Mycophenolate Mofetil in Idiopathic Membranous Nephropathy: A Clinical Trial With Comparison to a Historic Control Group Treated With Cyclophosphamide

Amanda J. Branten, Peggy W. du Buf-Vereijken, Marc Vervloet, Jack F. Wetzels*

*Corresponding author for this work

Research output: Contribution to journalArticleAcademicpeer-review

Abstract

Background: Cyclophosphamide can decrease proteinuria and improve renal function in patients with idiopathic membranous nephropathy, but has a high risk of side effects. We studied whether mycophenolate mofetil (MMF) could be a reasonable alternative with fewer side effects. Study Design: Clinical trial with historic controls. Settings & Participants: 32 cases and 32 controls with idiopathic membranous nephropathy and renal insufficiency at multiple centers. For comparison, we selected matched historic controls treated with cyclophosphamide. Intervention: MMF, 1 g twice daily, for 12 months versus cyclophosphamide, 1.5 mg/kg/d, for 12 months. Both groups also received intermittent methylprednisolone and alternate-day prednisone. Outcomes & Measurements: Serum creatinine, proteinuria, and side effects during and after treatment. Results: Median follow-up was 23 months (range, 11 to 46 months). Median serum creatinine levels were 1.8 mg/dL (159 μmol/L) in both groups at baseline and 1.4 mg/dL (124 μmol/L) in the MMF group versus 1.3 mg/dL (115 μmol/L) in the cyclophosphamide group at 12 months (P = 0.4). Proteinuria values at baseline and 12 months were protein of 8.40 and 1.41 g/d in the MMF group versus 9.19 and 1.13 g/d in the cyclophosphamide group (P = 0.5 at 12 months), respectively. Cumulative incidences of remission of proteinuria at 12 months were 66% in the MMF group versus 72% in the cyclophosphamide group (P = 0.3). Five patients (16%) in the MMF group versus none in the cyclophosphamide group had disease that did not respond to therapy (P = 0.05). Twelve patients (38%) experienced a relapse and 9 patients (31%) were re-treated in the MMF group compared with 4 (13%) and 2 patients (6%) in the cyclophosphamide group (P < 0.01 and P = 0.024, respectively). Side effects occurred in 24 patients (75%) in the MMF group and 22 patients (69%) in the cyclophosphamide group (P = 0.6). Limitations: Nonrandomized control group, short duration of follow-up. Conclusions: A 12-month course of MMF decreased proteinuria and improved renal function in the majority of patients, but did not appear as effective or better tolerated than cyclophosphamide. Long-term data and randomized controlled trials are needed to ascertain the efficacy of MMF in patients with idiopathic membranous nephropathy.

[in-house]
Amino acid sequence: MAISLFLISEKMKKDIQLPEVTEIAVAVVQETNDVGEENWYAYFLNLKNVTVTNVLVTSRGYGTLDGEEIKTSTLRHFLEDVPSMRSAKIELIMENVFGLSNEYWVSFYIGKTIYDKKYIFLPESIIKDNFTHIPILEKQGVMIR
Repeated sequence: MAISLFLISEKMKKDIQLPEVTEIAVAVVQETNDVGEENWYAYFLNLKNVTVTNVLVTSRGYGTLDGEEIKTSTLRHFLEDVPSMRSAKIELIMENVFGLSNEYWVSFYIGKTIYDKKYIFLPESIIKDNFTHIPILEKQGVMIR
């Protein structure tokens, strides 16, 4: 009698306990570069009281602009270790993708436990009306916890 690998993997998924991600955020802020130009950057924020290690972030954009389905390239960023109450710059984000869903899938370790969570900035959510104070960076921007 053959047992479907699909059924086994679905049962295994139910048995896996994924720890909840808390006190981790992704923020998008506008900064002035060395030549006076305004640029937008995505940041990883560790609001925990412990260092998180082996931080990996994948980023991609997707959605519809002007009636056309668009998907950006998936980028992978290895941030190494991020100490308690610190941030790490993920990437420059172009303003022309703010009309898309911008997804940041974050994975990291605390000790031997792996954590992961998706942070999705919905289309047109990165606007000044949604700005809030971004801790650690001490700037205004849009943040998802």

Original languageEnglish
Pages (from-to)248-256
Number of pages9
JournalAmerican Journal of Kidney Diseases
Volume50
Issue number2
DOIs
Publication statusPublished - 1 Aug 2007

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